The principal and earnings inside an RRSP account can be deferred from taxation together.

For example, if you open a $5,000 RRSP account at a bank and make mutual fund investments within the account, the $5,000 contributed to the RRSP can be deducted from the taxable income for that year. For instance, if your annual income is $50,000, after deducting the $5,000, you will be taxed on $45,000. As long as this money remains in the RRSP account, both the principal amount and any generated earnings are not subject to taxation.

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Where to open a RRSP account?

Most financial institutions can open a RRSP account. For example: banks, credit unions, trust and loan companies, insurance companies.

What types of products can be held in a RRSP?

A RRSP account can hold various income-generating investment products, depending on investment objectives and risk preferences.

For example: cash, Guaranteed Investment Certificates (GICs), bonds, mutual funds, Segregated Funds, exchange-traded funds (ETFs), and stocks.

To open an RRSP account, you need to be a Canadian tax resident. Additionally, since RRSPs are primarily designed for salaried individuals, the account holder must have active income (earned income) and have filed taxes. Active income includes wages, commissions, and other sources. The account holder must be below the age of 71, as once they exceed 71 years old, the RRSP account will automatically convert into a Registered Retirement Income Fund (RRIF).

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RRSP Contribution Limit

The annual RRSP contribution limit is primarily determined by two figures: the first is 18% of the previous year’s taxable income, and the second is the maximum cumulative amount for the current year’s RRSP. The final individual annual RRSP contribution amount is the lower of the two figures.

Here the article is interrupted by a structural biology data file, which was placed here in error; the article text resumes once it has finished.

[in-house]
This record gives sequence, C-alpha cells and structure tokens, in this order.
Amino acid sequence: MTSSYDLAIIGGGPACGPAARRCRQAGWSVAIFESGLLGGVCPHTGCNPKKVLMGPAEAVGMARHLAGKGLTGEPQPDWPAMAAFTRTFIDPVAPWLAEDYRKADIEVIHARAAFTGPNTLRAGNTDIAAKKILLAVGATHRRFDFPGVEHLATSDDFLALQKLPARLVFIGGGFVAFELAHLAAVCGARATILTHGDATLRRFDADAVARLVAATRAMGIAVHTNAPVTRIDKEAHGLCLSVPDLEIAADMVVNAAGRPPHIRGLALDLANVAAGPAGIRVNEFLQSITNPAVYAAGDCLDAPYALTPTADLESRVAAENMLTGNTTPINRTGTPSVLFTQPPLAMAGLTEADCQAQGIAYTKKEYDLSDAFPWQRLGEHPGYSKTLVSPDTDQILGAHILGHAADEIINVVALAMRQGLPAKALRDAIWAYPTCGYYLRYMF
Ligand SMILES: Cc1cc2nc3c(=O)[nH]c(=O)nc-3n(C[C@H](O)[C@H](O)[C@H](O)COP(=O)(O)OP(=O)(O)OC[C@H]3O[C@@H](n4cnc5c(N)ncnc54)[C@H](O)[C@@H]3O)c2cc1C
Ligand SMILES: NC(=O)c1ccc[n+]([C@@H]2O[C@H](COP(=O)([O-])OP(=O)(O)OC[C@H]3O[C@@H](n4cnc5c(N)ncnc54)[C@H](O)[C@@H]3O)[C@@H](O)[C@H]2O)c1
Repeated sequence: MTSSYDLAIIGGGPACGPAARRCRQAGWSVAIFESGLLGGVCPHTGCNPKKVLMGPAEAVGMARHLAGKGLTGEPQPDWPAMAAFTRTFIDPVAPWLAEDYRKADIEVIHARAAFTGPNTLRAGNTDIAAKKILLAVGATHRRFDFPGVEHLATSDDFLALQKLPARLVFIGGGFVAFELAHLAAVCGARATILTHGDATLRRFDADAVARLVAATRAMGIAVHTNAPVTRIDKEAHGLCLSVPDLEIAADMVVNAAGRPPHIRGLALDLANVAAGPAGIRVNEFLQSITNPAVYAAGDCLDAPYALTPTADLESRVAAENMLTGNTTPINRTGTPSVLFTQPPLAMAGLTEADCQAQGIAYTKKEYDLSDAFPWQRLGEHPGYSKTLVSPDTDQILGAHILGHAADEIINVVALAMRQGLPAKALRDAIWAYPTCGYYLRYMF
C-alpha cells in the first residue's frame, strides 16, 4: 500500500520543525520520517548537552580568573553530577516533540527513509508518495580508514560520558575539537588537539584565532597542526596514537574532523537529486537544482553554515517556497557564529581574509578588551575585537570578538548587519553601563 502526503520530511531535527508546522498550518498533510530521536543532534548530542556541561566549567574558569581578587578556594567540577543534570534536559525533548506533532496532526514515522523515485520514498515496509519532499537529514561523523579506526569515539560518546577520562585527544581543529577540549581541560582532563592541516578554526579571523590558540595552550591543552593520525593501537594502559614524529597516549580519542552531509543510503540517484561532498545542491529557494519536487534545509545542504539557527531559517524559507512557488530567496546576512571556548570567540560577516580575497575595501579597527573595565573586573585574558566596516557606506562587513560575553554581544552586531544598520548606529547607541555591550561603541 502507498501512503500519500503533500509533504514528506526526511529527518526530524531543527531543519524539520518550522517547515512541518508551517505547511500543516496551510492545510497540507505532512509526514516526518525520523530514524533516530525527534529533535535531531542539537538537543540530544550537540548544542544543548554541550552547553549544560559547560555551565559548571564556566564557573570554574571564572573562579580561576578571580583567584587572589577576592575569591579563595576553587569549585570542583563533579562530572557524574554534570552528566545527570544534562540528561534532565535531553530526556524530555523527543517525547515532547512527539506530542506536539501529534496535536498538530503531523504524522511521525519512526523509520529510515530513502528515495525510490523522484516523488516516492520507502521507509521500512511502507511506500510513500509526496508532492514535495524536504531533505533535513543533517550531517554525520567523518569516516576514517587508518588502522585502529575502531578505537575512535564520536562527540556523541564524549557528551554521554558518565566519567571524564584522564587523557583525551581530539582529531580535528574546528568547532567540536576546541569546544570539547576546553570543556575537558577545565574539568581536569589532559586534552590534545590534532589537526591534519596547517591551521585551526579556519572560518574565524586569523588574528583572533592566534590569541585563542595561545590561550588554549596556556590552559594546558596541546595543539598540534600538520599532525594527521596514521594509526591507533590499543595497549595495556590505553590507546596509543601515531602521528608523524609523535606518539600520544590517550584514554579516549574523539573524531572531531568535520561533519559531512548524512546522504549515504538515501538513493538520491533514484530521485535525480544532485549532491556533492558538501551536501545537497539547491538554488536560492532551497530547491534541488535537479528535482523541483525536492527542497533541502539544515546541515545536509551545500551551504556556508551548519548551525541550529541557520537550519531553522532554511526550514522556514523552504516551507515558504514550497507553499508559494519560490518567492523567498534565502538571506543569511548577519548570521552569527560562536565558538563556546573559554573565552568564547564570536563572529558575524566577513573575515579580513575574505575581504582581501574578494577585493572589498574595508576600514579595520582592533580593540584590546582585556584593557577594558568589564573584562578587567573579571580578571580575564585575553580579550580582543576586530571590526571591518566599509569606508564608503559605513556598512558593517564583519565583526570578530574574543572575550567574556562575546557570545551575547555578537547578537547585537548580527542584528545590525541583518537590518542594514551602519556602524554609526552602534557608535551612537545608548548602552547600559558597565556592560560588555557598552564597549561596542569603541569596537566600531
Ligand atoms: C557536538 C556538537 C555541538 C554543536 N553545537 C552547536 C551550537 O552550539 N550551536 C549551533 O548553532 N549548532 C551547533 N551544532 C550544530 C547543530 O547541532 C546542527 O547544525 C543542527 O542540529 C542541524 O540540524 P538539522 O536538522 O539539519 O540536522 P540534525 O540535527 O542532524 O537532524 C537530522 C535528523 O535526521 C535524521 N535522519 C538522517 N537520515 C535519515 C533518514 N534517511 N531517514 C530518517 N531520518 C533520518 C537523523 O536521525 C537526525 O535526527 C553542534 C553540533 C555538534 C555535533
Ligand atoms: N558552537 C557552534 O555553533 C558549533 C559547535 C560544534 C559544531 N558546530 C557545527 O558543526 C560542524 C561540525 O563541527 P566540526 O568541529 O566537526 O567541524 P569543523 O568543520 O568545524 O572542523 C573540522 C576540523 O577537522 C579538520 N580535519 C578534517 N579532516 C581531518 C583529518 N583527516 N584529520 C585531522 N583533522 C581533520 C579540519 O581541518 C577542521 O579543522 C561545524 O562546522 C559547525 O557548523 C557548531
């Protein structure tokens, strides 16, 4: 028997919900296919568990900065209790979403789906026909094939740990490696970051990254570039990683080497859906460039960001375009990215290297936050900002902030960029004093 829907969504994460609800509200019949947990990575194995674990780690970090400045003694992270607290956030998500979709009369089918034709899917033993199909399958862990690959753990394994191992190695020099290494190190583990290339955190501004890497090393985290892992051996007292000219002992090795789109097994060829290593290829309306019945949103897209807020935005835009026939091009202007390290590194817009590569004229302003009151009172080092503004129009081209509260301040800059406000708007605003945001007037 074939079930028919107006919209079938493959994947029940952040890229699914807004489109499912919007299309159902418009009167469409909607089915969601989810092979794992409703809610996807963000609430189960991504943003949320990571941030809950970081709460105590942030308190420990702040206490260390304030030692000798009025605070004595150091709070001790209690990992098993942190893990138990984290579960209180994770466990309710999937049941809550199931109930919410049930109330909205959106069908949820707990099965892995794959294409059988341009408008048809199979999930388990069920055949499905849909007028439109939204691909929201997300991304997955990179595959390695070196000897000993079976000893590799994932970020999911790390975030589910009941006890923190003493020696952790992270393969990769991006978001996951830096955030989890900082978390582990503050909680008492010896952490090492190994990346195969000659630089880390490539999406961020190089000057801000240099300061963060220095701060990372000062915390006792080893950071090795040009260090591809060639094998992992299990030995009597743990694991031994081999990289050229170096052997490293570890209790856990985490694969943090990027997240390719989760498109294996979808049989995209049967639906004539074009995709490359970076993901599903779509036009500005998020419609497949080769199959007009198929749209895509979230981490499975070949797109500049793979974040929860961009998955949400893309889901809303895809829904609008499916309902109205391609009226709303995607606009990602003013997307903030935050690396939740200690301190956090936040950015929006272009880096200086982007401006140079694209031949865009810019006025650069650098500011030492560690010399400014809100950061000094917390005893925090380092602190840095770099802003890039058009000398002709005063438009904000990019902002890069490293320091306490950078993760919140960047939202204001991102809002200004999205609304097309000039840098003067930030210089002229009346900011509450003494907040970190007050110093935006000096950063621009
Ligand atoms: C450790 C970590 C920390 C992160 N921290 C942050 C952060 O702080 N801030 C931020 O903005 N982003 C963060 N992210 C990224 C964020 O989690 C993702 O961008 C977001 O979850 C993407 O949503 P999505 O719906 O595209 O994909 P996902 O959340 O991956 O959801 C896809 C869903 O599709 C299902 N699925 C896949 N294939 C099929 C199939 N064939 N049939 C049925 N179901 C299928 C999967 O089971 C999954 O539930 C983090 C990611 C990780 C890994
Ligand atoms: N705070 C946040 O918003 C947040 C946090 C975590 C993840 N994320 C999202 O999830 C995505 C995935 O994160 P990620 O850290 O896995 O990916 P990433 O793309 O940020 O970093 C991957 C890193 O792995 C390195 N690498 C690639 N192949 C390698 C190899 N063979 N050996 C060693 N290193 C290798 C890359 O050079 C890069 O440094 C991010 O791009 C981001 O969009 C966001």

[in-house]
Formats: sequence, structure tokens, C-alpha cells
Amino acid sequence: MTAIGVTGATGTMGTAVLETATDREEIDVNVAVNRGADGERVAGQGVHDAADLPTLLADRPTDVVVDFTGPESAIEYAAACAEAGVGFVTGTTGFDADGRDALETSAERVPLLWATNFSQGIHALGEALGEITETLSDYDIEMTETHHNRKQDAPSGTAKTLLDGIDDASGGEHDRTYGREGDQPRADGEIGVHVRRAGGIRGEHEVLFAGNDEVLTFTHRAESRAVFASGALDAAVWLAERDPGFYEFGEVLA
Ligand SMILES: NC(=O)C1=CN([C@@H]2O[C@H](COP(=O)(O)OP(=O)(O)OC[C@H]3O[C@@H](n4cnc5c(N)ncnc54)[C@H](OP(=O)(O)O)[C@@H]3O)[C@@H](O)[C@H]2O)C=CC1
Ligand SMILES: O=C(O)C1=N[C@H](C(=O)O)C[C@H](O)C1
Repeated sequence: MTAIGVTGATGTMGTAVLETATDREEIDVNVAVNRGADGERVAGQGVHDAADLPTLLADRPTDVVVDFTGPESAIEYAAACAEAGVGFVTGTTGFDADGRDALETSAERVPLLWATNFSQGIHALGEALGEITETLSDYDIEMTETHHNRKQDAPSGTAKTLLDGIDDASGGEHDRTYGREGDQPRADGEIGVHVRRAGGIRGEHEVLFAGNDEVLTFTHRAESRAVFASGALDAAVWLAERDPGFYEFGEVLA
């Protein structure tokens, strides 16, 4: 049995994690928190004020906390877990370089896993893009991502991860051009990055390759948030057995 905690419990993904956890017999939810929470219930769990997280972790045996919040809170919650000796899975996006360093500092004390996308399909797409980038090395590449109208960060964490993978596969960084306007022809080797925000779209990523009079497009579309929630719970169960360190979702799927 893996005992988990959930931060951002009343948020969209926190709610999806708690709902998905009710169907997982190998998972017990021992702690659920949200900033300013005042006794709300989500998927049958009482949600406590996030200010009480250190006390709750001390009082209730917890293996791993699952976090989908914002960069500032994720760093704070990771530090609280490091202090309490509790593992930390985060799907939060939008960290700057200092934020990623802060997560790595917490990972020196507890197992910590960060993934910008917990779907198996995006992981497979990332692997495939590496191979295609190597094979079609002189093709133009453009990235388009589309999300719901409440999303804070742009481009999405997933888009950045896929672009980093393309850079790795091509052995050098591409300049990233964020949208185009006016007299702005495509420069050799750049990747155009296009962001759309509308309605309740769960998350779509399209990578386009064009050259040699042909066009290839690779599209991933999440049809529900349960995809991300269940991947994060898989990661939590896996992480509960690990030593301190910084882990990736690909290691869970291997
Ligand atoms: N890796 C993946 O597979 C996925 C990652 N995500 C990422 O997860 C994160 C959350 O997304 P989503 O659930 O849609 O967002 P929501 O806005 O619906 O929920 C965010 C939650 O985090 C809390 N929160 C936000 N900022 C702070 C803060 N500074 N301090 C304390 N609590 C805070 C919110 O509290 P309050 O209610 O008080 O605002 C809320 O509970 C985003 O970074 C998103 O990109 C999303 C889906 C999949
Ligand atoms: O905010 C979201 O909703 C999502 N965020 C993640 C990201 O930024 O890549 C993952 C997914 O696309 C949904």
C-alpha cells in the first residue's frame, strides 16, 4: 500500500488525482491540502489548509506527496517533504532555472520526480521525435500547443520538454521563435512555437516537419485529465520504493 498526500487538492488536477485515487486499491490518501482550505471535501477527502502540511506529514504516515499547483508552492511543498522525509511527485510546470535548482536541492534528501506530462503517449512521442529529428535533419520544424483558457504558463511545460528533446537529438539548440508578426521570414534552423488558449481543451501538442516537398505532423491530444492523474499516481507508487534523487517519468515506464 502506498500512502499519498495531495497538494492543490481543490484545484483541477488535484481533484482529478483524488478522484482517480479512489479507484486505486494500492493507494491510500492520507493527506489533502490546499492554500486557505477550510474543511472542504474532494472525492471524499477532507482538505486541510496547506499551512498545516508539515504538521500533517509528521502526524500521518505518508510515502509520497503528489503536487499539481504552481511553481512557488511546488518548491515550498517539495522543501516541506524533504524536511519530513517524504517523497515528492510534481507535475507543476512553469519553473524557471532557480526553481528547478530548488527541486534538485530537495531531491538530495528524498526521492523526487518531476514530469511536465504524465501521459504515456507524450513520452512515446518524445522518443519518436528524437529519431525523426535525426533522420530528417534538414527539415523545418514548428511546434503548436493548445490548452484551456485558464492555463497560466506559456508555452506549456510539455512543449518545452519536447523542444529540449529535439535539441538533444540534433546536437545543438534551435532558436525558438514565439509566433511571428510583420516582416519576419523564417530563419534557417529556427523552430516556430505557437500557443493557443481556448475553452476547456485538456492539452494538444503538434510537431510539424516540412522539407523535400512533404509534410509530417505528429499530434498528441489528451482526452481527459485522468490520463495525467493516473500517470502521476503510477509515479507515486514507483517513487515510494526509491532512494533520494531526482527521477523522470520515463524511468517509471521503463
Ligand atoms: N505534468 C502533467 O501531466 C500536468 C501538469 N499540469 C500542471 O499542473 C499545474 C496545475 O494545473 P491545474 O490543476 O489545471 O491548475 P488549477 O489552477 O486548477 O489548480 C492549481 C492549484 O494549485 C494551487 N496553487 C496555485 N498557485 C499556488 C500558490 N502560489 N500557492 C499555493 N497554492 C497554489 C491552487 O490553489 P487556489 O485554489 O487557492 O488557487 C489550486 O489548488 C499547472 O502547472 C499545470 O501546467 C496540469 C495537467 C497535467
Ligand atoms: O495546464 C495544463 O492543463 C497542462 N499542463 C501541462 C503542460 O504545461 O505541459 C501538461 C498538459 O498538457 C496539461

The RRSP contribution must not exceed the contribution limit. Any excess amount will incur a monthly penalty of 1% (up to $2,000 excess contribution is exempt from penalties). Unused RRSP contribution room from the current year can be carried forward and accumulated for future years.

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Types of RRSP Accounts

Individual RRSP

Individual RRSPs are registered in the individual’s own name.

Spousal RRSP

A Spousal RRSP is registered in the name of your spouse or common-law partner. Your spouse or partner owns the account, but you can contribute money to it. The contributions made to the account can be used for your own tax deductions and count towards your own RRSP contribution limit for the year. However, these contributions will not affect the RRSP contribution limit of your spouse or partner.

Group RRSP

A Group RRSP is typically a benefit provided by an employer to employees. A Group RRSP usually consists of two components: the first component is a portion deducted directly from the employee’s salary, for example, 5%, which is deposited directly into the Group RRSP account. The second component is the employer’s contribution to the Group RRSP on behalf of the employee, typically a certain percentage, such as an amount equivalent to 5% of the employee’s salary, which represents the employer’s matching contribution. The total of these two contributions is considered the employee’s RRSP contribution for the year.

Withdrawals and Account Transfers for RRSP

RRSP accounts allow withdrawals at any time, and the withdrawn amount is considered income for the year and taxed accordingly.

It is important to note that once RRSP contribution room has been used, it cannot be reused, except for the First-Time Home Buyer’s Plan (HBP) and the Life-Time Learning Plan (LLP).


What happens to an RRSP upon death?

  1. When an RRSP account holder passes away, the entire funds in their RRSP must be included in their income for the year of death.

  2. If a beneficiary is designated, the fair market value of all the assets in the RRSP will be passed on to the beneficiary.

  3. In certain qualifying circumstances, eligible beneficiaries (such as a spouse) may be able to transfer these funds into their own registered plan on a tax-deferred basis, subject to specific conditions.

When is the best time to buy an RRSP?

The RRSP contribution deadline each year is the last day of February, which falls on the final Sunday of the month (or extended to early March).